The Alimony Crap Shoot, Part I – I’m Gonna Take Them For Everything They’ve Got…Or Not

The Alimony Crap Shoot, Part I

Prior to October 1, 1995 alimony was based on fault.  A dependent spouse had to prove the supporting spouse committed adultery, was an abuser of alcohol or drugs, was violent, abandoned the innocent spouse or in other ways made his or her condition unbearable and intolerable.  Since that date a spouse is entitled to alimony if that spouse is the dependent spouse and the other is the supporting spouse.  Those terms are defined in NCGS 16.1A as follows:

“Dependent spouse” means a spouse, whether husband or wife, who is actually substantially dependent upon the other spouse for his or her maintenance and support or is substantially in need of maintenance and support from the other spouse.

“Supporting spouse” means a spouse, whether husband or wife, upon whom the other spouse is actually substantially dependent for maintenance and support or from whom such spouse is substantially in need of maintenance and support.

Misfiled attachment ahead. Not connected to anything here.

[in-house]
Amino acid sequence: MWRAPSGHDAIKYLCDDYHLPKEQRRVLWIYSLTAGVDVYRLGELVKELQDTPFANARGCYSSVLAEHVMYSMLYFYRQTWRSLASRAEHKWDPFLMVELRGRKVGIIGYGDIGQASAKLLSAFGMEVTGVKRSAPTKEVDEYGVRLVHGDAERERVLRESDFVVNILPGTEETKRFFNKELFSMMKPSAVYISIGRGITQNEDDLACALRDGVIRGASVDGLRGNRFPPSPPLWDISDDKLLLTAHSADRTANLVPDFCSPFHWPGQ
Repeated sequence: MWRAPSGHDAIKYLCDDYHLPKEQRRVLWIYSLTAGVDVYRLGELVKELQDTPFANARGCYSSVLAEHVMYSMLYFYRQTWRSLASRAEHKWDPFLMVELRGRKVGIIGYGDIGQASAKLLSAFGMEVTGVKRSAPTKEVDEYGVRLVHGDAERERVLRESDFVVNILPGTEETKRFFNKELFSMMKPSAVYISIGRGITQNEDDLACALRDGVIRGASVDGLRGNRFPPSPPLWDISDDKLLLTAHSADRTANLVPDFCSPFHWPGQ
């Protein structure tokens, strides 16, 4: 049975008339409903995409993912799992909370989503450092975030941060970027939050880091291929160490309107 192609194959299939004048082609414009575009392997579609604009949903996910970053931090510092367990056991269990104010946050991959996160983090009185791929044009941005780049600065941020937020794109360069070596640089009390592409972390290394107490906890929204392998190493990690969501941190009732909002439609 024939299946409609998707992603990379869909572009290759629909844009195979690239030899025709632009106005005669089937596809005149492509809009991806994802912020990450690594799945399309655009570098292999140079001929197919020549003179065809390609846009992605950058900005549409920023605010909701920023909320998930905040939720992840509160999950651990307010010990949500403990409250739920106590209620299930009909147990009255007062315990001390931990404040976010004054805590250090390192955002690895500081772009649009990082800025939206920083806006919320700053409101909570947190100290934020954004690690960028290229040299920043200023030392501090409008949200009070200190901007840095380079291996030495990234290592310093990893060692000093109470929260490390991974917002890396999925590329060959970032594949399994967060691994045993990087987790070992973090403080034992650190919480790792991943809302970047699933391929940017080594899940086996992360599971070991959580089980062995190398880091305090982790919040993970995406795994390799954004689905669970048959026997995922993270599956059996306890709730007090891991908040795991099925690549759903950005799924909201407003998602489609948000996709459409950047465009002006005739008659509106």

If that isn’t bad enough, consider there are actually two forms of alimony; Post-Separation Support (PSS) akin to temporary alimony which is for a relatively short stated time or until the resolution of the alimony case, and alimony proper which will usually be for a longer period of time.  The court is required to base its PSS order on the financial needs of the parties, considering the parties’ accustomed standard of living, the present employment income and other recurring earnings of each party from any source, their income-earning abilities, the separate and marital debt service obligations, those expenses reasonably necessary to support each of the parties, and each party’s respective legal obligations to support any other persons. (NCGS 50-16.2A). On the other hand, in alimony cases the court is directed to look at all relevant factors including the 16 enumerated in NCGS 50-16.3A

Confused?  Don’t worry, you’re in good company.  In most cases, it takes an experienced family law lawyer to review your specific family financial situation and provide advice on the issue of dependency and the likelihood of successfully obtaining or defending alimony.

Next Time:  Part II, How Much, How Long and Fault Factors.  Contact the experienced family law attorneys at Weaver, Bennett & Bland, P.A. to discuss your specific legal matters.

William G. Whittaker is a partner and family law attorney at Weaver, Bennett & Bland, P.A. Contact William at Weaver, Bennett & Bland, P.A. at (704) 844-1400. The information contained in this article is general in nature and not to be taken as legal advice nor to establish an attorney-client relationship between the reader and William G. Whittaker or the law firm of Weaver, Bennett & Bland, P.A.

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